D.B. Anderson tells us about the suppression and history of “They Don’t Care About Us”, the anti-racism song Michael Jackson wrote and recorded two years after being strip-searched by police in 1993.
“They Don’t Care About Us” was denounced by The New York Times even before its release, and did not reach much of its intended audience because the controversy caused by the New York Times article would go on to overshadow the song itself. Radio stations were reluctant to play it and one of the short films Jackson created for the song was banned in the US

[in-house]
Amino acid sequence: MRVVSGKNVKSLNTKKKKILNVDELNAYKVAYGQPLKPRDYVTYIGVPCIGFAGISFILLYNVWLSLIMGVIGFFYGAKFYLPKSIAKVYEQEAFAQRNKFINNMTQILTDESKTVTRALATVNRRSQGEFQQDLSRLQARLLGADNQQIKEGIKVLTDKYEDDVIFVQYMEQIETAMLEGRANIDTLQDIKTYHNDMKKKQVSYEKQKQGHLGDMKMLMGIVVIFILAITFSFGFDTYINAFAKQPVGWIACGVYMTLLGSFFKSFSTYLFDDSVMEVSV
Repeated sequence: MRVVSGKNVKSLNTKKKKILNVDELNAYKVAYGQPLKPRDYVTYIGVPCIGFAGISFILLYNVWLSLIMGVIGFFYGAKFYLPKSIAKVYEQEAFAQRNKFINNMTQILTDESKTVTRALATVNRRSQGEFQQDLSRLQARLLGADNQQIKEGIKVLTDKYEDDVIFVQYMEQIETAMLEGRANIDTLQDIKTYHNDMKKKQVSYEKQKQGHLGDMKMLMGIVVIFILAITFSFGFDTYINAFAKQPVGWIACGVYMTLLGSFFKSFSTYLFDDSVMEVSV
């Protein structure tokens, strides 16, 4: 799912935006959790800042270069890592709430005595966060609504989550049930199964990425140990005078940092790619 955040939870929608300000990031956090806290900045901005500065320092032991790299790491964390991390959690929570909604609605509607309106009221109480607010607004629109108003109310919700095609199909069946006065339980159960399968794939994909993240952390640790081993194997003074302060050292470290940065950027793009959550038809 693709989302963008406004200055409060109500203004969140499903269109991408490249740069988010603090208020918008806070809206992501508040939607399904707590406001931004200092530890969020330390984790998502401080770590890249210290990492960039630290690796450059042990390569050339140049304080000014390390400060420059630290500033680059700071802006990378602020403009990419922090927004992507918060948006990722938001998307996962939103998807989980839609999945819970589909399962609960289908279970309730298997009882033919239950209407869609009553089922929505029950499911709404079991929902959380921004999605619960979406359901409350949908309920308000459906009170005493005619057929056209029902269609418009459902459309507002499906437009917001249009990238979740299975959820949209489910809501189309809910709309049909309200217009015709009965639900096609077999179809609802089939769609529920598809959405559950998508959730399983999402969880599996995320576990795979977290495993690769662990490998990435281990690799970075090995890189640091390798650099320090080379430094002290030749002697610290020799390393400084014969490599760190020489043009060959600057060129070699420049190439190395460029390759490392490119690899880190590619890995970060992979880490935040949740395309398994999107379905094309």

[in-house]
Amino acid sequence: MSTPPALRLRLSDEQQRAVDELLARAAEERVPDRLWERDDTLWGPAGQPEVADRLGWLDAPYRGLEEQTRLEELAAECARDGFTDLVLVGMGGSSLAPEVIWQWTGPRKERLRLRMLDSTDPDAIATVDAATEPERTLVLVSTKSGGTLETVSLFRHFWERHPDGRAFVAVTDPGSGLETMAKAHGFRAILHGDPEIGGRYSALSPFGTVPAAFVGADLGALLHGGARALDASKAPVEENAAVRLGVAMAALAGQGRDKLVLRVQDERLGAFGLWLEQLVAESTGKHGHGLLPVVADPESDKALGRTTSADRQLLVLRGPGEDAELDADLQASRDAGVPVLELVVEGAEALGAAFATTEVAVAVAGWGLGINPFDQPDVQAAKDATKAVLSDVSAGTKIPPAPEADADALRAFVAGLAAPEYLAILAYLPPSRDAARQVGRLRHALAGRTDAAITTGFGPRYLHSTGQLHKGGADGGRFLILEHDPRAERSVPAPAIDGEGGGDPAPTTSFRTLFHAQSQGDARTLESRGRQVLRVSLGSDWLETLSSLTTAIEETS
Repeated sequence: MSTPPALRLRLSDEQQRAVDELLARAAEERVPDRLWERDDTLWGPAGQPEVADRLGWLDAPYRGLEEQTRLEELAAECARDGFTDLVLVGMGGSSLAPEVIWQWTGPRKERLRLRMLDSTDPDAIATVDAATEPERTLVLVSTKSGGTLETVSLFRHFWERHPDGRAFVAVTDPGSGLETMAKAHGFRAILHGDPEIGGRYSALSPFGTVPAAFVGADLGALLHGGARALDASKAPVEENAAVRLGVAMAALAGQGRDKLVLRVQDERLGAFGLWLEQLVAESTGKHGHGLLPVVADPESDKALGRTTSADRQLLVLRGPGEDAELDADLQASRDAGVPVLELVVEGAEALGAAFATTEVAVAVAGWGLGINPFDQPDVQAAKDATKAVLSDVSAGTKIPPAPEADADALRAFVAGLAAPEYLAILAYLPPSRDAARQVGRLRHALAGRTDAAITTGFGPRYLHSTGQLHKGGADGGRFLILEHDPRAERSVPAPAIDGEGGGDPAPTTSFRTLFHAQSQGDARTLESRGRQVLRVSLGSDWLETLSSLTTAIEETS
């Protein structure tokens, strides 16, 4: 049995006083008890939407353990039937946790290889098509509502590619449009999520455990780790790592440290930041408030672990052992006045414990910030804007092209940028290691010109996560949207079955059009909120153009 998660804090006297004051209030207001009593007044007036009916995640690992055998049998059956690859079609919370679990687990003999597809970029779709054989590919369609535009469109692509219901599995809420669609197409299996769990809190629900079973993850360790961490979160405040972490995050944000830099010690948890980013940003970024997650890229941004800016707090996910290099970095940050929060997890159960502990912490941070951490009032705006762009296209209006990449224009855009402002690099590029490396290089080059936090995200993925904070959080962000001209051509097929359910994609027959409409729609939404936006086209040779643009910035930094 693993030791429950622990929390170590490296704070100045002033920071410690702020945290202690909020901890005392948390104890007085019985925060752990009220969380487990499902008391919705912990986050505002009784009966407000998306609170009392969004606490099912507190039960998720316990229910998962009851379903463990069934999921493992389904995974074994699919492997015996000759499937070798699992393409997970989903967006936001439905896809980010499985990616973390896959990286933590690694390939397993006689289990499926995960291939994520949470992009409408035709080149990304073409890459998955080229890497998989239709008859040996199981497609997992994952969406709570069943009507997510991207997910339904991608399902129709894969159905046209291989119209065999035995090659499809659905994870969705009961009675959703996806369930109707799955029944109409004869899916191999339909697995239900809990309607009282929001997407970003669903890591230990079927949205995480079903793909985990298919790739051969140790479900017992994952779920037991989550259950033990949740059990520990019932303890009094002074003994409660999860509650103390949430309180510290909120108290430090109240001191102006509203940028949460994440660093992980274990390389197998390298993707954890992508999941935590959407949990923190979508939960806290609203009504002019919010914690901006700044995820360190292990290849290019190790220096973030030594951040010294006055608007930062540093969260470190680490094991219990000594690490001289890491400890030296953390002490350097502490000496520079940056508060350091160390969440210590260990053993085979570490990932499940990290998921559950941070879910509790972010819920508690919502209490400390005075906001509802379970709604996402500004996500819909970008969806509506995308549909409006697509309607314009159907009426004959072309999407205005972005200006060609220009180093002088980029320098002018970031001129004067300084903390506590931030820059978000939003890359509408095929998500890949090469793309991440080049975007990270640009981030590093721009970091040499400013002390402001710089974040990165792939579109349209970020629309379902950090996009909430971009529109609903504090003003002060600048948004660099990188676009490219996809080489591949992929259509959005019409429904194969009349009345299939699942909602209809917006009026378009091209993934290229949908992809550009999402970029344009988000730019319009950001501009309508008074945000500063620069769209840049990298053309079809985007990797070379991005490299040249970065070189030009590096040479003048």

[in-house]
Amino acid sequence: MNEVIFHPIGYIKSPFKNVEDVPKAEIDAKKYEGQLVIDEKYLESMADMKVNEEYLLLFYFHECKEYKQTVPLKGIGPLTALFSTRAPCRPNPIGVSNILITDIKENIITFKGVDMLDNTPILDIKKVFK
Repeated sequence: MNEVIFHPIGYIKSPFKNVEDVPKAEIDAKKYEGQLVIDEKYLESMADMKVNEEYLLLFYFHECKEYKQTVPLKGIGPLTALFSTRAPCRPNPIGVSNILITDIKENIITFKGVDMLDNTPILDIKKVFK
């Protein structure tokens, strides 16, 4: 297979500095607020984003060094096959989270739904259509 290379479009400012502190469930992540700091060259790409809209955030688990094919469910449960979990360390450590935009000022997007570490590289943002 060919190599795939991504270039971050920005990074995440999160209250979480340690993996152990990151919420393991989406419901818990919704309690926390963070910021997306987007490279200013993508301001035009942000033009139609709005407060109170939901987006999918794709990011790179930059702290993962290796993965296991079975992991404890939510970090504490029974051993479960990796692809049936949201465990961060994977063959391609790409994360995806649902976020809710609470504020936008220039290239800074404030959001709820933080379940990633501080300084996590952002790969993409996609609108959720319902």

We also learn that Sony Columbia films bought Jackson’s film acting rights, apparently in order to make sure he could not make a film. And that Jackson recorded two music videos of his song with Spike Lee.
The first version, recorded in Brazil, features the Afro-Brazilian drumming group Olodum. If you’re familiar with the song, this is the version you’ve probably seen. Already in production at the time of the controversy, it uses sound effects to obscure the objectionable words.
But the “Prison” version is a tour de force; Jackson had even more to be angry about. Jackson and Lee chose to film in a Long Island jail, said Lee, because “a lot of people in prison shouldn’t be there. A lot of people are there for a much longer time too. In American prisons, there are more brown and black people than white.”
All Jackson’s frustrations seem to be on display in this raw and angry performance. Behold:
Here’s an extended sound recording of the Olodum song and a video version: